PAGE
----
Dive Brief:

  • Procurement leaders are split between prioritizing cost reduction and actions such as process automation, improved supply chain collaboration and digital skills training that will support recovery and competitiveness after COVID-19, according to a recent Forrester survey. 
  • After the pandemic resolves, there will be more competition among surviving firms for the expected reduced demand, according to experts from Forrester and Ivalua discussing the survey in a webinar Wednesday. As a result, businesses will need to have solid relationships and visibility in place with their upstream partners, they said.
  • To navigate current and future uncertainty, Forrester recommends firms invest in software solutions that allow for real-time, more centralized collaboration and information-sharing, internally among procurement teams and externally with supply chain partners. Otherwise, “hoping suppliers see the email and respond to it” in time to manage potential disruptions poses additional risks, Duncan Jones, a vice president and principal analyst at Forrester, said on the webinar.

Dive Insight:

Digital transformation and investing in high-quality supplier relationships require firms to choose between saving cash now in the midst of the coronavirus pandemic and leveraging their reserves to prepare for an uncertain economy in the near future. 

“A lot of our clients are in what we call survival mode … [seeing] 30%, 50%, even 80 or more percent drops in revenue, and they’re having to scramble to save cash wherever they can,” Jones said, “and there are others who are actually in growth mode just struggling to keep pace with new demand.”

In recent years, many companies have pursued off-shoring procurement teams as a cost-saving measure. However, Jones said it is possible this has had a negative impact on the procurement’s ability to be better integrated into the overall business, as respondents to Forrester’s survey cited geographic and timezone gaps between procurement teams and other business units as their foremost obstacle to collaborating effectively. 

There are instances, however, where spending on digital efforts upfront pays off in the long run. Cimpress, a custom-branded products company with globally distributed procurement teams, faced similar geographic challenges throughout 2019.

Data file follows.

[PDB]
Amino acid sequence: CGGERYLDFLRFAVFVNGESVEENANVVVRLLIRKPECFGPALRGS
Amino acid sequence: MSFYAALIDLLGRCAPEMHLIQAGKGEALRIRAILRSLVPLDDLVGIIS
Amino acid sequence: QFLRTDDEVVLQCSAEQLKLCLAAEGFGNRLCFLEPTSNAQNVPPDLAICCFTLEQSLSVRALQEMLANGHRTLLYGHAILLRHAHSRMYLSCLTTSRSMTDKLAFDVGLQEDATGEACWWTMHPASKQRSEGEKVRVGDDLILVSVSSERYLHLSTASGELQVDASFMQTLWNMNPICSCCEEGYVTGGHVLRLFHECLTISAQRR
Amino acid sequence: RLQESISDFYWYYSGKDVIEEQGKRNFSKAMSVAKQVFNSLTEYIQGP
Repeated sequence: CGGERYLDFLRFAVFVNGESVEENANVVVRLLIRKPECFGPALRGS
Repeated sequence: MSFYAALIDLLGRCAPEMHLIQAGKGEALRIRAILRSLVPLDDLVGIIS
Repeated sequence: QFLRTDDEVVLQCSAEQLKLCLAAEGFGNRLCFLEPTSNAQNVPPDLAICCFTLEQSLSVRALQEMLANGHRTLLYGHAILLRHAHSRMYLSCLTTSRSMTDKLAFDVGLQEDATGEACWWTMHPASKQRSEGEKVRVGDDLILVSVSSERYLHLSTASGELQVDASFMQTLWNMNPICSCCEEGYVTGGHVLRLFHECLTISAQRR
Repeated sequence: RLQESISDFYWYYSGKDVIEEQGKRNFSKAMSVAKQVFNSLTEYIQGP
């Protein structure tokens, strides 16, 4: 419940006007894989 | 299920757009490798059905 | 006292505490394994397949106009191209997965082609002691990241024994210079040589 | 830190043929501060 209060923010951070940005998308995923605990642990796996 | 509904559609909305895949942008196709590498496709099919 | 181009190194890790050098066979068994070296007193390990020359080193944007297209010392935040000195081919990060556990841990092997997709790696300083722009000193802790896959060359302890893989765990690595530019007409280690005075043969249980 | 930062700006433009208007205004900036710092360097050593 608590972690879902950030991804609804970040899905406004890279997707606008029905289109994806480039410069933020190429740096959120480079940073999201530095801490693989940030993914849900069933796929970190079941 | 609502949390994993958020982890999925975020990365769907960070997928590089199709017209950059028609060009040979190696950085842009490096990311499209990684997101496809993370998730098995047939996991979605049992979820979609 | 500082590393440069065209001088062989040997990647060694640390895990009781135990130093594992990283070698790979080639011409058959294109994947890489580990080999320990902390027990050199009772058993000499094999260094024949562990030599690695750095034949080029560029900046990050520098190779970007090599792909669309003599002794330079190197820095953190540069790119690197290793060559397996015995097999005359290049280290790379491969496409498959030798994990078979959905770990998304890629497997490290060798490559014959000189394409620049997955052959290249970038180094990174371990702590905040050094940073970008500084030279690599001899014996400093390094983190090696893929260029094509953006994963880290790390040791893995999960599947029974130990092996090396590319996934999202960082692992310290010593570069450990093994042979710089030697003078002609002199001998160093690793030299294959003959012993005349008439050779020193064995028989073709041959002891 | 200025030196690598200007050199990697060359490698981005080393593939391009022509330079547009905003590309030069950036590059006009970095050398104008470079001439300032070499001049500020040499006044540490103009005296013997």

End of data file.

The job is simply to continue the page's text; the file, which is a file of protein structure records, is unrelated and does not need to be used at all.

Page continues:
An internal review of its processes found overlapping supply requests among business units and supplier onboarding challenges that better communication could improve. After implementing a centralized procurement analytics platform and investing in digital skills training for its employees so they could effectively use the system, the company achieved an 11% cost savings over the course of a year. 

In addition to internal communication issues, Jones also noted changes to consumer demand patterns have caused firms to significantly adjust orders. This has affected suppliers, which have then had to change delivery dates to adjust internal operations and with their vendors.

All of the back and forth required to ensure these processes happen smoothly often takes place haphazardly over email, in document transfers or via phone calls. Without an effective means of keeping track of all those conversations, Jones said, these efforts have often not been effective and have even driven stock-outs downstream.

In fact, a lack of mechanisms for effective collaboration, particularly virtually, was the second biggest obstacle respondents cited, after geographic separation. This challenge has also been exacerbated by the coronavirus outbreak as more employees are working remotely and travel restrictions prevent in-person supplier meetings and relationship-building.

This is set to become an even bigger problem for procurement teams as the world begins to recover from the pandemic, the report cautions. “We are expecting supplier risk to come back really quite forcefully when the immediate aftermath of the pandemic is waning,” Jones said.  

Having collaborative tools in place can help with supplier development and put clear guidelines in place to maintain product quality and inventory levels could be critical for firms as they look to maintain continuity and resilience in their supply chains moving forward, he said. 

Preparing for a post-coronavirus economy could involve procurement managers having to make the case for going with more expensive vendors in addition to investing in digital collaboration solutions, Alex Saric, chief marketing officer at Ivalua, said on the webinar. 

“Seventy-seven percent [of respondents] said cost still dominates supplier choices,” he said, highlighting a disconnect between entrenched cost-oriented behaviors and stated supply chain agility and resilience goals. It is important that leadership understands this cost-benefit balance of having a stronger, higher quality supplier relationship and maintaining margins, he explained. 

This story was first published in our weekly newsletter, Supply Chain Dive: Procurement. Sign up here.


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